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Adding Organic Matter to Your Lawn Soil

Posted in Garden Advice on July 12, 2021

Why Add Organic Matter to Lawns?

Lawns should be able to generate their own organic content if the soil is not compacted and the grass roots grow full and deep, and if there is a healthy population of earthworms, other invertebrates, and microorganisms. Then the level of organic material in the soil will be a balance of the addition of dead roots, stems, blades, and soil organisms. Roots, earthworms, and microorganisms are constantly multiplying and dying. However, for most lawns our mowing and removal of grass clippings tips the balance towards lowering the level of organic matter.

Because organic matter, whatever its type has a spongy, loose texture, when it is introduced into soil, it creates pore spaces between its particles, lightening its texture. This is especially helpful in clay soils but is good for all soil types. Plant roots can penetrate this soil more easily and grass is healthier.

The soft, loose texture of the organic matter in a lawn mulch improves the ability of the soil to both hold moisture and drain away excess water. Because of this virtue, organic material is particularly useful in enhancing water retention of sandy soils.

Healthy lawn soil contains 3-5% organic material. That level can be maintained only if you add organic matter to the soil at the surface to replace that removed. The life in the soil such as grass plants, earthworms, invertebrates, and microorganisms need that additional matter to sustain a healthy soil.

Few home garden lawns have soil this healthily rich in organic material. Many New Zealand lawns contain less than 1% organic material. This is most often because no new organic material has been introduced, as the most abundant natural sources, leaves and grass clippings, were systematically collected and disposed of or composted for use in flowerbeds.

A healthy soil needs a steady source of new organic material. Organic material in the soil is continually decomposing and releasing nutrients for the grass, and needs to be replaced for healthy soil and lawn. The black fibrous material (called "humus") that results from the decomposition of dead grass, roots, stems, clippings, and other organic material eventually has little value remaining.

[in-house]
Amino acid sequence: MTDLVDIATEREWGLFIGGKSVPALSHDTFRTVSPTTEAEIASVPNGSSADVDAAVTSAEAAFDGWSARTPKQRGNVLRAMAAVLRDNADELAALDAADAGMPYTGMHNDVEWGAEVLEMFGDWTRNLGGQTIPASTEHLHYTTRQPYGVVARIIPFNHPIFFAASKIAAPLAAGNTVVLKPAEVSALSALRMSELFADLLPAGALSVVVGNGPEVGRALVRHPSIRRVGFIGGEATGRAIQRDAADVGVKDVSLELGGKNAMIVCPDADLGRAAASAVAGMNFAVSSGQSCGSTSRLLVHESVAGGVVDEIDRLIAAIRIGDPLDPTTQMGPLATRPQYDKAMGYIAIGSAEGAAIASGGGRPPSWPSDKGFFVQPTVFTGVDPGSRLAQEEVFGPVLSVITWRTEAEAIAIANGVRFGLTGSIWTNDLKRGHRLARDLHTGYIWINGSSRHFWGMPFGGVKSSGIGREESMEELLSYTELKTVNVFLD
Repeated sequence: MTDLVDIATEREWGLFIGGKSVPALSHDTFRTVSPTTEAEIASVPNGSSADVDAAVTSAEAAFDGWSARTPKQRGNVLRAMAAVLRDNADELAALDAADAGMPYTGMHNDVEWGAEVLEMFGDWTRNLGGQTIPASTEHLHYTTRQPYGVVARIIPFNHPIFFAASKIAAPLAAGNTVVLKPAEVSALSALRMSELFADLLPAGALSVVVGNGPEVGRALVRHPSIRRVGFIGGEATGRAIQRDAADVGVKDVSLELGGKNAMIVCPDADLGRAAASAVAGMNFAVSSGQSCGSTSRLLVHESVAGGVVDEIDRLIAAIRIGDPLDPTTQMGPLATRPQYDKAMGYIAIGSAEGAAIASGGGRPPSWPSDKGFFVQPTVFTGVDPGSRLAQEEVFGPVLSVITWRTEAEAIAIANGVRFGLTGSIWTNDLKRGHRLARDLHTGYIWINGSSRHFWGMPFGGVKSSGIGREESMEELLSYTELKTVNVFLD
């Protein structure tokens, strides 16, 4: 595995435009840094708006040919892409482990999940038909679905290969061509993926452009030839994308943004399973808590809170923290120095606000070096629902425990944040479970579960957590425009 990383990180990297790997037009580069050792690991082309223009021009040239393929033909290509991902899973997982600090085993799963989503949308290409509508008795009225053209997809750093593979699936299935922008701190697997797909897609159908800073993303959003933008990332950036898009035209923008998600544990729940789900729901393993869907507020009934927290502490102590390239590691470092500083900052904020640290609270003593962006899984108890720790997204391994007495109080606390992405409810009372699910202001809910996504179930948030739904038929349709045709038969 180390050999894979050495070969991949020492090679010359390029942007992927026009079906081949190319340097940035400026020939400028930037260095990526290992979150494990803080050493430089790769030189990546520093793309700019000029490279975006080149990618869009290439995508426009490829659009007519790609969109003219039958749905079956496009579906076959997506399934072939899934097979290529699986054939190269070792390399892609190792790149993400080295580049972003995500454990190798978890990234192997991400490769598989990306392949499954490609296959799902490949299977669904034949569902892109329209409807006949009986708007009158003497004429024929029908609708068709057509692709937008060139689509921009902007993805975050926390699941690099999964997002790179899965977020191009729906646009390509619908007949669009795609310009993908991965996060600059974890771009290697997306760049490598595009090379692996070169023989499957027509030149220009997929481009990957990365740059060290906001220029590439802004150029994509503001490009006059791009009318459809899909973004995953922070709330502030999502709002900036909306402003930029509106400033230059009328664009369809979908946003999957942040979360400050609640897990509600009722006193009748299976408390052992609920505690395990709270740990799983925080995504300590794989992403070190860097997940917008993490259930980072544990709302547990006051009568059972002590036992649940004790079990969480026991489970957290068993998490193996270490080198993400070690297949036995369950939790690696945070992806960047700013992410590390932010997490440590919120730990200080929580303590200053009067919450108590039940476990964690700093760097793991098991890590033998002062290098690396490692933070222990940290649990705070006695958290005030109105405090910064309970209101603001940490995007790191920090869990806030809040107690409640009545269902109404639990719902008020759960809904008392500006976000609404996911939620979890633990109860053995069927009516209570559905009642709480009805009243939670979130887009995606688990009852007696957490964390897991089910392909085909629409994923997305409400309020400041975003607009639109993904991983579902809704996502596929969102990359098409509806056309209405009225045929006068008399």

Mulching grass clippings into the lawn provides some organic material, however, it is rarely sufficient to consistently provide the 3-5 % needed for a healthy lawn. So, you should provide more.

How Organic Matter Mixes with the Soil

When you add organic material, or mulch the lawn by leaving grass clippings and chopped leaves on the lawn when you mow, the organic material eventually decomposes, and earthworms pull it down into the soil and eat it, helping break it down. Earthworms excrete their own weight in nutrient rich castings every day.

Worms not only produce this valuable natural fertiliser, but they also spread it evenly through the topsoil. In many cases they travel much deeper, sometimes as far down as 2 metres. The upper layer of rich soil is where most nutrient absorbing grass roots and micro-organisms are found.

Adding Organic Matter Improves the Lawn Grass

If you do not routinely add organic matter to your lawn it is time to begin. It contributes to the development of healthy soil by stimulating soil life to provide nutrients and by loosening soil structure so that it holds air and moisture.

Healthy soil means healthy grass. Growing lawn grasses in soil with 3-5% organic content helps grass plants develop their root systems, penetrating deeply into the soil to tap more dependable supplies of water and nutrients. The grass becomes more self-reliant, and less dependent on added nutrition and moisture. The grass will be less susceptible to stress. This will also result in fewer weeds, diseases, and pests.

David Brittain

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